On February 16th, a judge in Texas issued a temporary injunction against parts of the President’s immigration executive action plan, including DAPA and the DACA expansion. This means that they cannot take effect until this court or a higher one eventually rules in favor of the Obama administration or puts a stay on his injunction (which would essentially cancel it). This also means that we had to update our post from February 6th, which talked about the changes’ planned start on the 18th and how to prepare for them. However, the post’s main point is still that the administration was expecting the programs to go on without serious difficulty. It did so knowing about the legal challenges, meaning that it likely viewed them more as political frustration than valid legal analysis. This is an assessment that we share.
Shortly after the initial announcement, a group of Republican Governors and Attorneys General from 26 states got together to file a lawsuit against it. While there are many potential reasons this group of Republicans could have spent so much time fighting the executive action, it is likely not based on a true understanding of economics or the law. (We have written articles on why we think the action is both legal and economical.) So, the fact that they succeeded in at least delaying it may come as an unfortunate surprise for the plan and the millions of people who would benefit from it. However, some analysis will show that this ruling is little cause for concern.
There are two keys to understanding the ruling. The first is the identity of the judge: U.S. District Court Judge Andrew Hanen. This judge is known for calling Obama’s immigration enforcement policy “dangerous and unconscionable” and for saying that his administration “should cease telling the citizens of the United States that it is enforcing our border security laws because it is clearly not. Even worse, it is helping those who violate these laws.” He has also taken the opportunity to issue general swipes at U.S. immigration policy in several rulings, even though the cases did not require his opinion on those matters. The second is the nature of the way the case wound up in his lap.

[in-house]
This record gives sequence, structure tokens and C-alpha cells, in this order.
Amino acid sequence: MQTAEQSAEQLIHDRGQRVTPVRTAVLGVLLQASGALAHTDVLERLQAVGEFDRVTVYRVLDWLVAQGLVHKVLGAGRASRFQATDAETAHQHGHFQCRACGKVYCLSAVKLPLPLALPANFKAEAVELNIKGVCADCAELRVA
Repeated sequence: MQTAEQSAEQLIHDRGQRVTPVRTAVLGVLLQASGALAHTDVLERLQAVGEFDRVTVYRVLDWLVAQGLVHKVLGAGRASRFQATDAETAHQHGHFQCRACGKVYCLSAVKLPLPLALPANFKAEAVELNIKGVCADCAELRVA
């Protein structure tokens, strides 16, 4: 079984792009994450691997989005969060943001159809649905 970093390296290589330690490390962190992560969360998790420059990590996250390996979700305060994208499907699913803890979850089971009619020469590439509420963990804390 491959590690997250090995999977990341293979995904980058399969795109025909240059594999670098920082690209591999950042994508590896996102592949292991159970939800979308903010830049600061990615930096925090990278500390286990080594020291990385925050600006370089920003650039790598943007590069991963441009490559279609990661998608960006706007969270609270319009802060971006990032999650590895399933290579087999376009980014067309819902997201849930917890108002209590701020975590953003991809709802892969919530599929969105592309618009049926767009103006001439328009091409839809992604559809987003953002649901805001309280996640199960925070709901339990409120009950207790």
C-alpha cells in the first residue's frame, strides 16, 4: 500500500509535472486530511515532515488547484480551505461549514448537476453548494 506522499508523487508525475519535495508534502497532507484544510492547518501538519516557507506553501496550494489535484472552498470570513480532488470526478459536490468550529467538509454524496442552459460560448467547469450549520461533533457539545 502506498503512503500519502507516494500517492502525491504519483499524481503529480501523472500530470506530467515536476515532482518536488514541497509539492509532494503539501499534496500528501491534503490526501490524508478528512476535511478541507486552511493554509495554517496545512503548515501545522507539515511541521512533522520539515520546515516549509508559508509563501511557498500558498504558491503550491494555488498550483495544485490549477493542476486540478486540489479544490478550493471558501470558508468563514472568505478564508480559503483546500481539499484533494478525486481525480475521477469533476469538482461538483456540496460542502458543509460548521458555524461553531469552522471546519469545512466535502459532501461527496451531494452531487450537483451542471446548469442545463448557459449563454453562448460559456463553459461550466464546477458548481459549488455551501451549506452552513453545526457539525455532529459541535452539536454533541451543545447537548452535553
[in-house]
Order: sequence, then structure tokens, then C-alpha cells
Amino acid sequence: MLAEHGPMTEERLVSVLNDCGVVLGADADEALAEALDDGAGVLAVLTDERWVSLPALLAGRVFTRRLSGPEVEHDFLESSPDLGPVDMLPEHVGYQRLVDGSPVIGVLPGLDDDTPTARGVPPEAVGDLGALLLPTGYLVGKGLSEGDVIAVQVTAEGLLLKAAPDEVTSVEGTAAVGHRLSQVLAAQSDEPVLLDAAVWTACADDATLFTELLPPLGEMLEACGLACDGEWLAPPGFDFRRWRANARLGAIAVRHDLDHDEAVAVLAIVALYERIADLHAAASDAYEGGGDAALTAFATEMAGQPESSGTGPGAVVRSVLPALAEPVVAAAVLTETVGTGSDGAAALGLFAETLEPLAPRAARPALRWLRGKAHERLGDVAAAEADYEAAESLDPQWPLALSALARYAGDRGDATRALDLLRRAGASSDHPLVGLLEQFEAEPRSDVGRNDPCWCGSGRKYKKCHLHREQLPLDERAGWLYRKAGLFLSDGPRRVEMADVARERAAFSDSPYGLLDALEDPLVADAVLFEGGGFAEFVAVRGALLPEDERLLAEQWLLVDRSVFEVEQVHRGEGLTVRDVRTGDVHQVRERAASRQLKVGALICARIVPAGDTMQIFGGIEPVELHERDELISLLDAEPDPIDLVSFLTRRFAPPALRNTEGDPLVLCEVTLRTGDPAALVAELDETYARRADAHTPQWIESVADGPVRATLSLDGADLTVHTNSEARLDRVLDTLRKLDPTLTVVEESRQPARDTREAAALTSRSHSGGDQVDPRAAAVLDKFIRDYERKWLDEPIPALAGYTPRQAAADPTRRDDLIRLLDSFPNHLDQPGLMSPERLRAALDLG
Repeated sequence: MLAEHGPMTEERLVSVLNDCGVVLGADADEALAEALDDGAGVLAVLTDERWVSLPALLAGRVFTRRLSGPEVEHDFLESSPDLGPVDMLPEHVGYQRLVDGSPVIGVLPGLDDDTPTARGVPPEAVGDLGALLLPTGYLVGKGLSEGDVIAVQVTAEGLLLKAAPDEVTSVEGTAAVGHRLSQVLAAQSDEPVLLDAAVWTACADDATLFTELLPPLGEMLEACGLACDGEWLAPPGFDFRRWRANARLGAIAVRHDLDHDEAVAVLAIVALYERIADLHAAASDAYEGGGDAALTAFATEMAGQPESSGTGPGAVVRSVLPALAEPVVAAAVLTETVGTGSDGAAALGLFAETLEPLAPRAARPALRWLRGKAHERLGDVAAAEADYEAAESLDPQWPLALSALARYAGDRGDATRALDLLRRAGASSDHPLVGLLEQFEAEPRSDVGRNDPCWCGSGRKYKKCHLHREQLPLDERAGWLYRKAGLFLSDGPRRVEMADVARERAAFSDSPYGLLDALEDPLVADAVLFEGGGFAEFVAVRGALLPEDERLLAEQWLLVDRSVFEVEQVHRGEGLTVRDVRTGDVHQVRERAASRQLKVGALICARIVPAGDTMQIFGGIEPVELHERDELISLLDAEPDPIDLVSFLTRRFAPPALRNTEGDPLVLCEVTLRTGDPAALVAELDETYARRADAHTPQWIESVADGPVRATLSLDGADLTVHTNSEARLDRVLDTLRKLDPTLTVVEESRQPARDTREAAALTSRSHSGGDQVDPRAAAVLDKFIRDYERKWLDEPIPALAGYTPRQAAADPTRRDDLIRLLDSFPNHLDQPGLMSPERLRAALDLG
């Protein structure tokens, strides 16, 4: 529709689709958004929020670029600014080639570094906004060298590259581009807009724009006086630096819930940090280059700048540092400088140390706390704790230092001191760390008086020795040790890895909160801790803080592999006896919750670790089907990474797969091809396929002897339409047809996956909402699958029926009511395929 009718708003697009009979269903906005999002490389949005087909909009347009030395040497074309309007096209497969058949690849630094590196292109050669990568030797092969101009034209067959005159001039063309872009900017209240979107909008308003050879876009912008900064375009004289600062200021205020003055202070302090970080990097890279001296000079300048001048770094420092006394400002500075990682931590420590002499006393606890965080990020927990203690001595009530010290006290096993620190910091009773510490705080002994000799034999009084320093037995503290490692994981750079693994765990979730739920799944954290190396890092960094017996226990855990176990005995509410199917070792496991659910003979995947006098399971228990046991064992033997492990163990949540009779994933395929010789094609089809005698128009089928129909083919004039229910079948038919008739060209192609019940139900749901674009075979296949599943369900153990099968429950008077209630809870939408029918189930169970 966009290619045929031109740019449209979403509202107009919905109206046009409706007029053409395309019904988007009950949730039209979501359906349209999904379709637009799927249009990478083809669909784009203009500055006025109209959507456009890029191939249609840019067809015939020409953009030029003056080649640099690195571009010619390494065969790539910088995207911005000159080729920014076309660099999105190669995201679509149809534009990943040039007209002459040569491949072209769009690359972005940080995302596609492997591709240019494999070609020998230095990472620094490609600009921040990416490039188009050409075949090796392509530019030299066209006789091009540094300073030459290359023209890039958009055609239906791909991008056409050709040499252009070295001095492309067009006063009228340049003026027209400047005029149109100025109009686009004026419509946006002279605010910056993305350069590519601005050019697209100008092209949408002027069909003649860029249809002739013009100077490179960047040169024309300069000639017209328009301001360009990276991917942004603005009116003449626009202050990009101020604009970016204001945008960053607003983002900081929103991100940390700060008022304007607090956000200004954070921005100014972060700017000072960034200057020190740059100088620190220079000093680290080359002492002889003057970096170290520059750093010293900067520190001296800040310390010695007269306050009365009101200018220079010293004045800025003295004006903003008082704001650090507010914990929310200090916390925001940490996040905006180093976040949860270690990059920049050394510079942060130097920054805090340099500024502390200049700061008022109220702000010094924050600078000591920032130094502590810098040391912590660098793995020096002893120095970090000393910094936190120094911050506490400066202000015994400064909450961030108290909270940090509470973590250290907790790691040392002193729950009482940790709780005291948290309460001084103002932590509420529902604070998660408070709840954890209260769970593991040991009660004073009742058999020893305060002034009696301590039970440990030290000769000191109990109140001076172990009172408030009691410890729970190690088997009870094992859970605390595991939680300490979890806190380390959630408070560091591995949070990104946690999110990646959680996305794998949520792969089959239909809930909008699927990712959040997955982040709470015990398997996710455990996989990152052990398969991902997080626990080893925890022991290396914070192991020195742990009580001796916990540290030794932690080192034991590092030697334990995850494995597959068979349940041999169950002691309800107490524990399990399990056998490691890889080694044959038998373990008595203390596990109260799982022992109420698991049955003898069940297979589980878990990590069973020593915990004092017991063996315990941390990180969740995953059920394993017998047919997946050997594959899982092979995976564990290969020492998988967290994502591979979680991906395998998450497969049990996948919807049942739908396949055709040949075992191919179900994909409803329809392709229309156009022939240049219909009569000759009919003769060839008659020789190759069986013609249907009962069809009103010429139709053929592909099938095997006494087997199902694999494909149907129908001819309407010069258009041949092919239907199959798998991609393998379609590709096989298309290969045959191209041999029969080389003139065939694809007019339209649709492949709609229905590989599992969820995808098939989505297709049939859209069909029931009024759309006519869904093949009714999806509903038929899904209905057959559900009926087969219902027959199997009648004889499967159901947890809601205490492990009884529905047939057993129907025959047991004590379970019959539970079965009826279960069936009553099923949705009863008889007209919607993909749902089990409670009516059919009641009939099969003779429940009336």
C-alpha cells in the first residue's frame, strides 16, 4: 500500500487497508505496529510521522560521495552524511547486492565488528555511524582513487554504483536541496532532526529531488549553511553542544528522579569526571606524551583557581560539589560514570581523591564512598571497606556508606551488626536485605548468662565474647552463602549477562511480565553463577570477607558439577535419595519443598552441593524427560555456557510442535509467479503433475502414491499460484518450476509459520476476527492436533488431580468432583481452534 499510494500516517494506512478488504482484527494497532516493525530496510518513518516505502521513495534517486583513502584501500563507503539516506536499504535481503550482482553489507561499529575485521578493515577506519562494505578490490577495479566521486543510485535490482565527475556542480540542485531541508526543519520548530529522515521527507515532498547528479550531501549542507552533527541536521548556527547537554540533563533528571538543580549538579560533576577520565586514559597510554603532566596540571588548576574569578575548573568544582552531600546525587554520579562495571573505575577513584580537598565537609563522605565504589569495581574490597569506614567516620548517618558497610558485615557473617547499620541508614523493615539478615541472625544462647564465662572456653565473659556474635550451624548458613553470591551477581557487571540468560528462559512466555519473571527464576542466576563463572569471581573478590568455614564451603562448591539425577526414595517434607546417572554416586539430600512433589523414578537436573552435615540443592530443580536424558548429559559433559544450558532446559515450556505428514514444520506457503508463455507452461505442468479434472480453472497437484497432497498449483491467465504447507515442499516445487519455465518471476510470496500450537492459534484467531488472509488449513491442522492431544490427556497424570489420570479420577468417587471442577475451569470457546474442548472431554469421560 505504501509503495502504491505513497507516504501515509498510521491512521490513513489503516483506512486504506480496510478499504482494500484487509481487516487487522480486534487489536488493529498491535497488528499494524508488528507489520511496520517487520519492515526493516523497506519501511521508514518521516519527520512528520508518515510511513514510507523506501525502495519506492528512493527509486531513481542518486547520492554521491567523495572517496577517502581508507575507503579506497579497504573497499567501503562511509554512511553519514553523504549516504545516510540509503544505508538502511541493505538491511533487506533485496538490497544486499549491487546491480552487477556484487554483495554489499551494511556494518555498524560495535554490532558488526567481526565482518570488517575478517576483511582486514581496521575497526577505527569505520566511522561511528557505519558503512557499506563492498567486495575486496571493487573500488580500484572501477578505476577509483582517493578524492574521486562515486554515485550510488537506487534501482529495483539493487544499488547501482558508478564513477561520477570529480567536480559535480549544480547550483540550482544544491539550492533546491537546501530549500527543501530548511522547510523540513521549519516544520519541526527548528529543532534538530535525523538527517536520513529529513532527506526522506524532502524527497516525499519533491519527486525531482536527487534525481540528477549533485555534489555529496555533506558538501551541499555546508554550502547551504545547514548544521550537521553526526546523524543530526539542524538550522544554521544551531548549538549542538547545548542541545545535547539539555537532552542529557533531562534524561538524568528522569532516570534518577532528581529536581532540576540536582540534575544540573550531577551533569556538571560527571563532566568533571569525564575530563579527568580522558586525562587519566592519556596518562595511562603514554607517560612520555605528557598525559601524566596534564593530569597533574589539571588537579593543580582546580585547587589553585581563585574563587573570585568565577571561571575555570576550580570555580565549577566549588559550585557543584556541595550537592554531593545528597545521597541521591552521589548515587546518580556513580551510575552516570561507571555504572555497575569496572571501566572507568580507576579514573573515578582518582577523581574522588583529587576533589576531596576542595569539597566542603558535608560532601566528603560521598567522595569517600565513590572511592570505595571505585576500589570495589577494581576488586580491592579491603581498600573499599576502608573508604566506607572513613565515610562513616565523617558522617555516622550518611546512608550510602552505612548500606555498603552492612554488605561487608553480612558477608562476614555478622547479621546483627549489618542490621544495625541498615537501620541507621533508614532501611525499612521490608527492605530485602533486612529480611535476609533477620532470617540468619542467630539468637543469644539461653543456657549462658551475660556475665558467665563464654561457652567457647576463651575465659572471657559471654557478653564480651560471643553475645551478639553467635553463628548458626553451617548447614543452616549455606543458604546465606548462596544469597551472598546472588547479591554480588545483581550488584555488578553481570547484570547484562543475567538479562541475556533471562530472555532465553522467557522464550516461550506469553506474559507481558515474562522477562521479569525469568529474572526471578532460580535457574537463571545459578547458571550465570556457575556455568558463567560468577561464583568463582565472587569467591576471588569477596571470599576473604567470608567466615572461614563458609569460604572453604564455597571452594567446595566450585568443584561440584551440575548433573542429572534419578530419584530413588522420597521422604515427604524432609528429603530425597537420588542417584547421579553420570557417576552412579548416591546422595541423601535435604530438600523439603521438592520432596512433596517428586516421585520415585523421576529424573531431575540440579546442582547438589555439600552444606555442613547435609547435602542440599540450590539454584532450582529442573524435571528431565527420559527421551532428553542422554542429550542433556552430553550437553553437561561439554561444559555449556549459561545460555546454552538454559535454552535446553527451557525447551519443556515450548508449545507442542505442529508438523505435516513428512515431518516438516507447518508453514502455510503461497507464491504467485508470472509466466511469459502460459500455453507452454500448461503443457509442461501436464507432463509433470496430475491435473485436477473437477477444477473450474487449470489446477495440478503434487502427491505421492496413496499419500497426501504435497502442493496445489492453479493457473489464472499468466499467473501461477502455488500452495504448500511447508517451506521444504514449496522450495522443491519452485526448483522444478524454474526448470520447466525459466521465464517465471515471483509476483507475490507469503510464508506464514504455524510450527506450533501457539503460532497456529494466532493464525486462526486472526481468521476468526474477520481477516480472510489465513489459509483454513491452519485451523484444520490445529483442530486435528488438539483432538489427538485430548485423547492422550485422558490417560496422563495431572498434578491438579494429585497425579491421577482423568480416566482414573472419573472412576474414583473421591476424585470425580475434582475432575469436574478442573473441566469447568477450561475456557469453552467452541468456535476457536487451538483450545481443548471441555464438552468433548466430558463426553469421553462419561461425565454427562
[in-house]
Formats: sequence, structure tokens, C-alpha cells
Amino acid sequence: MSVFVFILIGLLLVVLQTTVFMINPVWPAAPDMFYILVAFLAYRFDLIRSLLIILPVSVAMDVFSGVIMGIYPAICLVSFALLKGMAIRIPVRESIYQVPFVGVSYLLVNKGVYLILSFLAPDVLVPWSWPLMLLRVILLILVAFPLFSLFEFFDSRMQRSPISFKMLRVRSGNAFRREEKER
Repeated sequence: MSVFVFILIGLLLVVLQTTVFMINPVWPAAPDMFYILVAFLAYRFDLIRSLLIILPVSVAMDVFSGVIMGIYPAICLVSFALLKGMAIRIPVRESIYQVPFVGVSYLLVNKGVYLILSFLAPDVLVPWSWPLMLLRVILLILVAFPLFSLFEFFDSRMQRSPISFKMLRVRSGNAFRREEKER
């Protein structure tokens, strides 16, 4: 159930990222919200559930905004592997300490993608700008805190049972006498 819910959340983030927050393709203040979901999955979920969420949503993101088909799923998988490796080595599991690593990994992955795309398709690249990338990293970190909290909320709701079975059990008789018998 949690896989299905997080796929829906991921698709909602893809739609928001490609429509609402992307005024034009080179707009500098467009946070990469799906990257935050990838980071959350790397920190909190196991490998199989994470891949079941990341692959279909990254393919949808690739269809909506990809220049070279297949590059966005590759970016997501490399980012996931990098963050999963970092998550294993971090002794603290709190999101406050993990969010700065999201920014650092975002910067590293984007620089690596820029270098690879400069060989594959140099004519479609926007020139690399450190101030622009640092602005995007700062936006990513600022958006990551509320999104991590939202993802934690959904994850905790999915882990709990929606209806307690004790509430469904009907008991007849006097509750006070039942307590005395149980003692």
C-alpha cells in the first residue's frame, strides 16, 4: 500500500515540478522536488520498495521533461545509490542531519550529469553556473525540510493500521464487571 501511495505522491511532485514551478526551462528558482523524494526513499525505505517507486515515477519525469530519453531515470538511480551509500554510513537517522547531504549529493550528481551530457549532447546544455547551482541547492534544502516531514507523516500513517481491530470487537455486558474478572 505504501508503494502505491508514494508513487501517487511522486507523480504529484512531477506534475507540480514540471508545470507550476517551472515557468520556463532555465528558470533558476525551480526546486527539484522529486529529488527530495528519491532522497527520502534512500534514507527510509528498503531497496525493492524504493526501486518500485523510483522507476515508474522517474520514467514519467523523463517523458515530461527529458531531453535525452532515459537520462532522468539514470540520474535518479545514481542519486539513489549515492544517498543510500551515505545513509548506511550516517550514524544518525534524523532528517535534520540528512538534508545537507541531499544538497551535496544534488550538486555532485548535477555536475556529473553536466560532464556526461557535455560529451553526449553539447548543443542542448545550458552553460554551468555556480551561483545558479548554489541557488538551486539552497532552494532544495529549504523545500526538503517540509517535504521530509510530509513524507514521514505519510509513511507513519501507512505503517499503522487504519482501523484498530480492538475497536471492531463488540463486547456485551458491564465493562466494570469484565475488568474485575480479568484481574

Because their suit is against the federal government, the plaintiffs were able to file it in any U.S. District Court in any of those 26 states. Thus, it should not come as a surprise that they chose to file in Hanen’s court. When it became publicly known that the suit would go through him, several observers took considerable note. Some complained that it was an unapologetic case of “judge-shopping.”
Hanen responded to this by suggesting that his district’s inclusion of a border-town (Brownsville, Texas) makes him an ideal judge for case, in part by giving him valuable insights on the topic of immigration. “Talking to anyone in Brownsville about immigration is like talking to Noah about the flood,” said Hanen. This fails to consider that there are many border towns and that Brownsville isn’t the biggest crossing point. In fact, a neighboring judicial division covers almost twice as much border and contains two-thirds of the Rio Grande Valley, which Fox News recently said is being “flooded” by an “endless wave of illegal immigrants.” However, had the case been filed there, the plaintiffs wouldn’t have gotten Judge Hanen.
Admittedly, the above isn’t sufficient to show that Hanen’s ruling is bunk, let alone that it will be reversed. So, we have examined the ruling in a separate article. Mindful of this analysis, we expect that the administration will ultimately win on appeal. In fact, the Circuit Appeals Court in New Orleans may soon put a stay on the injunction, allowing the plan to go ahead while the appeal is pending. Thus, we believe this to be only a minor setback. Those who will be eligible for DAPA and the DACA expansion should continue preparing to file. We published recommendations for doing so in the article from the 6th.
There are two closing points. The first is that there may soon be a spike in Notario activity, given that many undocumented immigrants were expecting to be able to file under these initiatives. A great deal of them may be confused as to where they stand, which is what the Notarios took advantage of at the start of DACA. We have an article about Notarios here. Lastly, this ruling does not affect the original DACA program. Those who were in the process of filing DACA renewals can go ahead as planned.